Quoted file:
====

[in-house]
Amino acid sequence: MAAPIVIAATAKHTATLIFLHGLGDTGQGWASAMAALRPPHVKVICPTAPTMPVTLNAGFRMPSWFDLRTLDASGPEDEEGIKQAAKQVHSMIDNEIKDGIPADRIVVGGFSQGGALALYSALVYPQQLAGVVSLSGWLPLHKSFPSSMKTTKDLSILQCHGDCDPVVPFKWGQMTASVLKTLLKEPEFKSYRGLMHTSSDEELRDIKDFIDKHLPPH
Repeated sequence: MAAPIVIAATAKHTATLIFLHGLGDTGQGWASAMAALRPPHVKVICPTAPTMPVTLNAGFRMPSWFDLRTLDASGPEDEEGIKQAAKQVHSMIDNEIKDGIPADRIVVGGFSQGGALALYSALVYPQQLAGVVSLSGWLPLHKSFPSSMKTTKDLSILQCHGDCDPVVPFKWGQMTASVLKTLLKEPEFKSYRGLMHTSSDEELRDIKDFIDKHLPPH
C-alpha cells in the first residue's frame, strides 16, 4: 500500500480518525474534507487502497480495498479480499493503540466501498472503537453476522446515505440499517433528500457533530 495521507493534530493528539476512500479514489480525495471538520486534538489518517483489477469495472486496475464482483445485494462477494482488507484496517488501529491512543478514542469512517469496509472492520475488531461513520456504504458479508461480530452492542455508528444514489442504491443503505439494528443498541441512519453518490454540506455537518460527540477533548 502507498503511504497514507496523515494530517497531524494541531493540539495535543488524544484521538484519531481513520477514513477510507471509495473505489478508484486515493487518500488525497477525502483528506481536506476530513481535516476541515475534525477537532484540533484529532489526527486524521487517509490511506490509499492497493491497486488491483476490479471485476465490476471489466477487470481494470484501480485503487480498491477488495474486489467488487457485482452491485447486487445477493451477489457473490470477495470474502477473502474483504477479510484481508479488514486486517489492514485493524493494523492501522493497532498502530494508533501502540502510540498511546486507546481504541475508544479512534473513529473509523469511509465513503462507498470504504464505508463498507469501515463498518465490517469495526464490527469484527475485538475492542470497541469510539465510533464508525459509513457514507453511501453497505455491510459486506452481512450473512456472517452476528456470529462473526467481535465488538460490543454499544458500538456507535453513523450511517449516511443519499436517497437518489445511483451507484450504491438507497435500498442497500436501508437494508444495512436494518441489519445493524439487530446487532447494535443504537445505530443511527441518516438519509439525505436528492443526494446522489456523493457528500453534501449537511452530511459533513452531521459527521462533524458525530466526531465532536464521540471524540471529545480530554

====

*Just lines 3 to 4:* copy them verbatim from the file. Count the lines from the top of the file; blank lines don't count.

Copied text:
Repeated sequence: MAAPIVIAATAKHTATLIFLHGLGDTGQGWASAMAALRPPHVKVICPTAPTMPVTLNAGFRMPSWFDLRTLDASGPEDEEGIKQAAKQVHSMIDNEIKDGIPADRIVVGGFSQGGALALYSALVYPQQLAGVVSLSGWLPLHKSFPSSMKTTKDLSILQCHGDCDPVVPFKWGQMTASVLKTLLKEPEFKSYRGLMHTSSDEELRDIKDFIDKHLPPH
C-alpha cells in the first residue's frame, strides 16, 4: 500500500480518525474534507487502497480495498479480499493503540466501498472503537453476522446515505440499517433528500457533530 495521507493534530493528539476512500479514489480525495471538520486534538489518517483489477469495472486496475464482483445485494462477494482488507484496517488501529491512543478514542469512517469496509472492520475488531461513520456504504458479508461480530452492542455508528444514489442504491443503505439494528443498541441512519453518490454540506455537518460527540477533548 502507498503511504497514507496523515494530517497531524494541531493540539495535543488524544484521538484519531481513520477514513477510507471509495473505489478508484486515493487518500488525497477525502483528506481536506476530513481535516476541515475534525477537532484540533484529532489526527486524521487517509490511506490509499492497493491497486488491483476490479471485476465490476471489466477487470481494470484501480485503487480498491477488495474486489467488487457485482452491485447486487445477493451477489457473490470477495470474502477473502474483504477479510484481508479488514486486517489492514485493524493494523492501522493497532498502530494508533501502540502510540498511546486507546481504541475508544479512534473513529473509523469511509465513503462507498470504504464505508463498507469501515463498518465490517469495526464490527469484527475485538475492542470497541469510539465510533464508525459509513457514507453511501453497505455491510459486506452481512450473512456472517452476528456470529462473526467481535465488538460490543454499544458500538456507535453513523450511517449516511443519499436517497437518489445511483451507484450504491438507497435500498442497500436501508437494508444495512436494518441489519445493524439487530446487532447494535443504537445505530443511527441518516438519509439525505436528492443526494446522489456523493457528500453534501449537511452530511459533513452531521459527521462533524458525530466526531465532536464521540471524540471529545480530554